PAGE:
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8 Essential Facts on Shibumi, LA's New Kappo-Style Japanese Restaurant

Let's all learn together.

Farley Elliott is the Senior Editor at Eater LA and the author of Los Angeles Street Food: A History From Tamaleros to Taco Trucks. He covers restaurants in every form, from breaking news to the culture, people, and history that surrounds LA's dining landscape.

Details for Shibumi were first unveiled in September, when word broke that relative unknown David Schlosser would be heading up a kappo-style Japanese restaurant Downtown. The location, at 8th and Hill, had been quietly under construction for some time, and Schlosser was at the time nearly ready to open up and let the world see what he was up to.

Well, this being the City of Los Angeles, things have taken a touch longer than expected. With that in mind, here are eight key things we do know right now about Schlosser, his restaurant Shibumi, and just what to expect when sitting down for a meal later this year.

First, meet chef David Schlosser

Having worked all over the U.S. and Europe — including an internship at L’Arpege and a year at Urusawa in L.A. — Schlosser is no stranger to fine dining of the Michelin-star caliber.

Been there, done that

Schlosser also spent time in Japan, first as the chef for the US Ambassador and then under some of the more famous kaiseki chefs in Kyoto, like Kikunoi Honten and Arashiyama Kitcho, both of whom have earned three Michelin stars.

Don’t expect sushi

This is kappo-style Japanese dining, a far cry from the sushi rolls and simple raw fish preparations you might find elsewhere. That’s not to say you won’t find fish, or raw fish for that matter, on the menu; just be prepared for a more coursed-out, controlled, fully plated experience.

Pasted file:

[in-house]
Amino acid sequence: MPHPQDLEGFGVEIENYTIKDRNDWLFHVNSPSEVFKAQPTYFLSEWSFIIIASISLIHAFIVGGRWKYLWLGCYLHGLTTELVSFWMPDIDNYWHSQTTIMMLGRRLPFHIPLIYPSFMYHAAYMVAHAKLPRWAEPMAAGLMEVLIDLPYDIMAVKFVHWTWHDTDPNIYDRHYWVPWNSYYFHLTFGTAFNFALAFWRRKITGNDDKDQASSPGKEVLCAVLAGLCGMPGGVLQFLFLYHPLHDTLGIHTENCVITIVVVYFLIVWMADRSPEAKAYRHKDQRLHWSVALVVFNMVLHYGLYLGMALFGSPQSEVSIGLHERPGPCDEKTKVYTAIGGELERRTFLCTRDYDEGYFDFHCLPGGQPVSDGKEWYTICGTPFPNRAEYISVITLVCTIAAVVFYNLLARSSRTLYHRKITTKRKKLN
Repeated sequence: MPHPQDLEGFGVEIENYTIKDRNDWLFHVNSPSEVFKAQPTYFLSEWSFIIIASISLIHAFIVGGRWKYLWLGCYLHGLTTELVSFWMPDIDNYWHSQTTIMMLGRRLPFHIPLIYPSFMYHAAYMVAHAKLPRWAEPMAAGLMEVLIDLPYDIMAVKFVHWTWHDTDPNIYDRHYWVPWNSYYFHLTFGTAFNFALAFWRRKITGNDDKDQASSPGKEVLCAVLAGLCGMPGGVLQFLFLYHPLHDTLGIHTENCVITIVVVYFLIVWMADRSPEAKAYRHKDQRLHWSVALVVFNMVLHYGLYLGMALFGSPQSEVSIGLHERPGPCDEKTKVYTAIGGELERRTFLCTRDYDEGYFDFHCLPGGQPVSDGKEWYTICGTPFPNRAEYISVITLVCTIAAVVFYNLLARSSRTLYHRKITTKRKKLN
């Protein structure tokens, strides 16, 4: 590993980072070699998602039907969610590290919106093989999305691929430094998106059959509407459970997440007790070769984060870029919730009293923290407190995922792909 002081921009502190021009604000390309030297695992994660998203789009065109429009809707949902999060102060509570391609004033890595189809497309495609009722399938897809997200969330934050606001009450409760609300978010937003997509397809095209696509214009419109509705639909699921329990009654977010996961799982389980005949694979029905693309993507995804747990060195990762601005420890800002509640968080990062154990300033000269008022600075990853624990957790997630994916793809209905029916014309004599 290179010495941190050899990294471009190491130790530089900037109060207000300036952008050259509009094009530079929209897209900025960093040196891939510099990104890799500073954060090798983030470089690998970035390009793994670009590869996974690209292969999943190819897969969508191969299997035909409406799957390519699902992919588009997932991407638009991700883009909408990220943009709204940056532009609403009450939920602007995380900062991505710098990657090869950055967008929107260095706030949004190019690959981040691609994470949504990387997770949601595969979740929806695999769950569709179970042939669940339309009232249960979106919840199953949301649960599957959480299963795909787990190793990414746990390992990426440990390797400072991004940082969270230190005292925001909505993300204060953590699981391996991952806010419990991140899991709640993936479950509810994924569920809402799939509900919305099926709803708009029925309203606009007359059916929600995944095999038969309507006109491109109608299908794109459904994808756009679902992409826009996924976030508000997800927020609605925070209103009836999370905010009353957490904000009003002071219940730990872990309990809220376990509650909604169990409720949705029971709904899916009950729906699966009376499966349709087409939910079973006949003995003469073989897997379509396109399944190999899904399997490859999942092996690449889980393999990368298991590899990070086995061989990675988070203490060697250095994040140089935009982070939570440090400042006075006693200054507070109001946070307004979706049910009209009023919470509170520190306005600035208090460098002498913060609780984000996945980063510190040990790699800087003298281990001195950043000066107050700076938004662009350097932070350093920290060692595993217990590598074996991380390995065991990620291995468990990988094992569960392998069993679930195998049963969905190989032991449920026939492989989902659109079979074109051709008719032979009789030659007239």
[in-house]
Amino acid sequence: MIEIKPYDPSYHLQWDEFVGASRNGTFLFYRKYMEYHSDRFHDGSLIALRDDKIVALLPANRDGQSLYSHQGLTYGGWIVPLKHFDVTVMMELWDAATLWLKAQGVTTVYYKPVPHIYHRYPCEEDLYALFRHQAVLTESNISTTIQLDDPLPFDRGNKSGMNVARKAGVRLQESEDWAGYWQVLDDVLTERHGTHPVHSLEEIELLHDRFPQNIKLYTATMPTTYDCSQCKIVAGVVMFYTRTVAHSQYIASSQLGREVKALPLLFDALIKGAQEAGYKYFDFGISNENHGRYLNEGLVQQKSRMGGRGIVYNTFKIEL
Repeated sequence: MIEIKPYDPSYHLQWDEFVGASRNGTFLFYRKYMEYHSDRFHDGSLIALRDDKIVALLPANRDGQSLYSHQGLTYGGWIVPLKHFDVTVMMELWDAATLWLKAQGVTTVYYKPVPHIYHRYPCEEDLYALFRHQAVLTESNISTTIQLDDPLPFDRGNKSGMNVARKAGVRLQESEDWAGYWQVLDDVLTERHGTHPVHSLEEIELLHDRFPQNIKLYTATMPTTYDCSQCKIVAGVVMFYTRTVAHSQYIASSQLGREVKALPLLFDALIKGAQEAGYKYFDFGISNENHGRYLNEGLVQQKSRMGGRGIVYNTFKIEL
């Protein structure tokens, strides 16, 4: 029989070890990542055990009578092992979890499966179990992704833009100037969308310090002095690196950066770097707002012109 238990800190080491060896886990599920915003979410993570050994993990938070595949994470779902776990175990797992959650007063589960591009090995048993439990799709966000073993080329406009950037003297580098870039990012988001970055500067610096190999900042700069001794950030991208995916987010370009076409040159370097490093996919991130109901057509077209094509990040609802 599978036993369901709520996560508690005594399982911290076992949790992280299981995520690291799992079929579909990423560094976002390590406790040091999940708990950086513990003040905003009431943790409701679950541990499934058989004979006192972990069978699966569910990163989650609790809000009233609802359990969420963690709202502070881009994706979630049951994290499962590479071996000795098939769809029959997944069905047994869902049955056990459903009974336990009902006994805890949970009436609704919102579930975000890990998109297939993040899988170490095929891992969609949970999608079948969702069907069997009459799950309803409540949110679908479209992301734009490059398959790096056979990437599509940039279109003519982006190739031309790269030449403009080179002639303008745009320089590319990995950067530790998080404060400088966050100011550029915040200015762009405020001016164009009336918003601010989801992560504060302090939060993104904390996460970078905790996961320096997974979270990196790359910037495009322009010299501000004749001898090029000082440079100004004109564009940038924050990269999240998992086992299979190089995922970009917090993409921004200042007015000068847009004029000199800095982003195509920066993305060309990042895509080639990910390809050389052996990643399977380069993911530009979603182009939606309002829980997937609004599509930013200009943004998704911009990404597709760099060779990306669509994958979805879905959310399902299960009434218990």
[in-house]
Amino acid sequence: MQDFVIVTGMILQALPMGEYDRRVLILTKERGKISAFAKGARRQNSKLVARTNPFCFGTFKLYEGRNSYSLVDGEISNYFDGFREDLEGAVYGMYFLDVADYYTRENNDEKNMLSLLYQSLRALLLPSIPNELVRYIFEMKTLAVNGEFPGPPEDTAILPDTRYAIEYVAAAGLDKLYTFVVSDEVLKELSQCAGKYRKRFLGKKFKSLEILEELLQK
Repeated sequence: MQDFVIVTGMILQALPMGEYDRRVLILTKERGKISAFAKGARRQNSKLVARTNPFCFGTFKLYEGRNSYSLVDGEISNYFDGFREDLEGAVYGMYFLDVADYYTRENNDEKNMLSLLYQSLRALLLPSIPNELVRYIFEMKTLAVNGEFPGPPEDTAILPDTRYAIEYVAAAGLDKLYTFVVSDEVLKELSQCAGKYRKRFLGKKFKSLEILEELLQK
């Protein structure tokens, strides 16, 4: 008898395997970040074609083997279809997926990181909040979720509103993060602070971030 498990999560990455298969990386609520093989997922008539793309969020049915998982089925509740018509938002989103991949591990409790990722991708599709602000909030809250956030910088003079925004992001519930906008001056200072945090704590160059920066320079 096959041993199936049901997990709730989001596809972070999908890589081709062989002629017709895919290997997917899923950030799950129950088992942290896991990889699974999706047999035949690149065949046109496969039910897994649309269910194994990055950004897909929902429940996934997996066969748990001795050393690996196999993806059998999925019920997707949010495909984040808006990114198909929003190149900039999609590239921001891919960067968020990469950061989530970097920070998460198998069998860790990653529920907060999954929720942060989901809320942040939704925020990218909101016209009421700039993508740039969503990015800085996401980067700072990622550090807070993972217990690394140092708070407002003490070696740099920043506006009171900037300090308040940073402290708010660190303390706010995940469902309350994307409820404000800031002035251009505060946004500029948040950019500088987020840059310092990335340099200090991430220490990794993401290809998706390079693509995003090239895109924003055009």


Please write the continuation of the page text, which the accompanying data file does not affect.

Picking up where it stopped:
What is kappo cuisine?

The idea, generally speaking, is to create a full balance throughout the course of an entire meal. Different ingredients and different courses work together to provide an ultimately memorable experience that uses five different primary cooking techniques: grilling, steaming, frying, simmering, and raw preparations. The idea is to take the entire meal as a whole, almost choreographed moment.

There will be booze

Schlosser says that Shibumi will serve sake, beer, and pared-down cocktails consisting of only a couple of ingredients each. There will also be ciders, fermented sodas, and other wacky stuff coming along.

The bar is important

Consider the bar like a typical chef’s counter experience, with dishes being finished right in front of diners. That’s part of the vibe of the sensory-dependent kappo cuisine, and it means Schlosser will be working the counter for diners all night long, somewhere between a bartender and a fine dining chef.

It’s also really old

The bar itself is pretty magnificent, as it’s cut from centuries-old cypress and is 30 feet long. It’ll make up the bulk of the interior dining space at Shibumi.

Evening only hours

This is, by necessity, a dinner-only spot, so expect evening hours running from 6 p.m. to midnight. You can’t make reservations just yet, but Shibumi is very close to opening.

815 S. Hill St.
Los Angeles, CA